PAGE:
CD Incomparable Soul Vocalist (CD 6289707),
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Incomparable Soul Vocalist

  • 1. Reach Out for Me
    2. Last One to Be Loved, The
    3. Please, Stop the Wedding
    4. Panic Is On, The
    5. No Other Guy
    6. Unsatisfied
    7. Magic Potion
    8. Park Avenue
    9. (There's) Always Something There to Remind Me
    10. If I Never Get to Love You
    11. It Ain't No Use
    12. Walk on By
    13. Time to Love, a Time to Cry, A
    14. Kentucky Bluebird (Send a Message to Martha)
    15. Thank You Anyway (Mr. D.J.)
    16. What Am I Crying For
    17. Wouldn't That Be Something
    18. You Better Let Him Go
    19. Who Is It Now
    20. Just Be a Woman
    21. Any Time
    22. This Night
    23. Little Girl
    24. Love Build a Fence
    25. Unsatisfied [Extended Take] - (take)
  • Additional Info
    Manufacturer Part Number (MPN): 333

  • Credits

    Liner Note Authors: David Cole; Ady Croasdell.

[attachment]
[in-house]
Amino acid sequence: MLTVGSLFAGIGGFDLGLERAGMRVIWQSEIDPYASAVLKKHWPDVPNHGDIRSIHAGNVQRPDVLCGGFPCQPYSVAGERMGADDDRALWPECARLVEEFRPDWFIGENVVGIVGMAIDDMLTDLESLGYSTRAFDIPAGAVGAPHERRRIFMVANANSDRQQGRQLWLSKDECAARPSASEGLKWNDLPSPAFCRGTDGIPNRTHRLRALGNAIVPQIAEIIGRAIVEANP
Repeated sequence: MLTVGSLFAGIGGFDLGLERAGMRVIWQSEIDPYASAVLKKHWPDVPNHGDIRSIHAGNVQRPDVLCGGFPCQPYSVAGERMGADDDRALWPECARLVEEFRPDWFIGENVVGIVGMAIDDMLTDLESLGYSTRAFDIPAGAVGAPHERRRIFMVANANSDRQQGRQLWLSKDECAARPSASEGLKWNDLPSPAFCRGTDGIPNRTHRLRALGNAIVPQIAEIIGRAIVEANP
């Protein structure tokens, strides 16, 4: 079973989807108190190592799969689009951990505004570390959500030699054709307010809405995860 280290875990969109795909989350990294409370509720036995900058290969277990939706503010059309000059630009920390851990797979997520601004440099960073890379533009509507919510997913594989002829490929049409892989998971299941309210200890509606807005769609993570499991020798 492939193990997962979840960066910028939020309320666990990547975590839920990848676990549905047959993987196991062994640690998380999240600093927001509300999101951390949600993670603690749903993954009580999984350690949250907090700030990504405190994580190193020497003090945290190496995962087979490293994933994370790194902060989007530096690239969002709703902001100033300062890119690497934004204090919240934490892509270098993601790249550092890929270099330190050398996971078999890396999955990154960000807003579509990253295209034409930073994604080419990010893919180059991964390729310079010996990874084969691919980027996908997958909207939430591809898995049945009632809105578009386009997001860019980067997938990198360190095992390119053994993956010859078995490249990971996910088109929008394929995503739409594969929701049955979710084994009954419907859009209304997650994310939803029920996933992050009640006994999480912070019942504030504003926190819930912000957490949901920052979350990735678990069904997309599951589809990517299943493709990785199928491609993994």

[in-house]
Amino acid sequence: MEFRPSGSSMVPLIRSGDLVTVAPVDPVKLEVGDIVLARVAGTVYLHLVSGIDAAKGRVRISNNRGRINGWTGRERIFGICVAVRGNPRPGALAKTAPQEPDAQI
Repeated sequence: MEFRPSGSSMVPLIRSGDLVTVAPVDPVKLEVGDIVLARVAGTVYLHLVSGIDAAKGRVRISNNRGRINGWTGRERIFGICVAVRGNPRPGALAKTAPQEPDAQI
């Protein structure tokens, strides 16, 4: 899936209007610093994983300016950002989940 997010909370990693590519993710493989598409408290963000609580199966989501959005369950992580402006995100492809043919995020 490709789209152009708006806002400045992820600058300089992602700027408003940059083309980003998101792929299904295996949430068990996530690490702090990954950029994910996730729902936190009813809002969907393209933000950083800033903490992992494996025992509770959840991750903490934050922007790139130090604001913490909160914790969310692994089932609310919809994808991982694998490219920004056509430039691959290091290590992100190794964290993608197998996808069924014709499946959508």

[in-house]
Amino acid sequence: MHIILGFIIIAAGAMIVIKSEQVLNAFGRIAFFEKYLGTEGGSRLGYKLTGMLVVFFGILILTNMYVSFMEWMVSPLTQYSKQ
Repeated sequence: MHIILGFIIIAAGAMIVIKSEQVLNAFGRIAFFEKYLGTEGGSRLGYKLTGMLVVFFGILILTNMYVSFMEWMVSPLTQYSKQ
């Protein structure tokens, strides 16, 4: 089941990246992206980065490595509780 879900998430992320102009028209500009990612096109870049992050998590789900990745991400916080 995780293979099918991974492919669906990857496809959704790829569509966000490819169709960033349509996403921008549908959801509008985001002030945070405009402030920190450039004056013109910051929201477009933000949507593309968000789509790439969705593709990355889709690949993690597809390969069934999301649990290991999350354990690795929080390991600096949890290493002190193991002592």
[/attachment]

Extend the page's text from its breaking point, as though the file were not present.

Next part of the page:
It was Lou Johnson's unusual fate to be known, especially to fans of Burt Bacharach and Hal David, for recording versions of songs that became bigger hits for others. In a crueler irony, those original versions have been hard to come by even in the CD era, at least prior to the reissue of this superbly packaged and annotated compilation. Incomparable Soul Vocalist presents 25 tracks Johnson recorded for Big Top in the early to mid-'60s, including four previously unreleased tracks and a previously unissued extended alternate take of "Unsatisfied." The highlights are, as expected, the seven Bacharach-David compositions, including his versions of "Reach Out for Me," "(There's) Always Something There to Remind Me," "The Last One to Be Loved," and "Kentucky Bluebird (Send a Message to Martha)," all of which are more famous as done by Dionne Warwick (who changed "Message to Martha" to "Message to Michael"). Also here is Bacharach-David's "Magic Potion," covered by the Searchers, and "If I Never Get to Love You," perhaps better known via interpretations by Marianne Faithfull, Gene Pitney, and Timi Yuro. Judged with toughness, Johnson's versions aren't as good as the more celebrated ones. But that doesn't mean they weren't good, as he was a fine suave soul-pop singer, though perhaps (like Dionne Warwick) closer to sophisticated pop than soul. Much of the other material was written by the songwriting team of Bill Giant, Bernie Baum, and Florence Kaye, and while it too has a smooth uptown pop-soul feel, it's simply not as memorable as Bacharach-David's output. "Please Stop the Wedding" is a very worthy wrenching downbeat ballad, though, and "Park Avenue" is neat in a kind of churning soul-pop-meets-Broadway fashion. The liner notes have a lengthy history of this cult soul favorite that doesn't just cover the Big Top recordings, but examines his whole career, with plenty of quotes from Johnson himself. ~ Richie Unterberger

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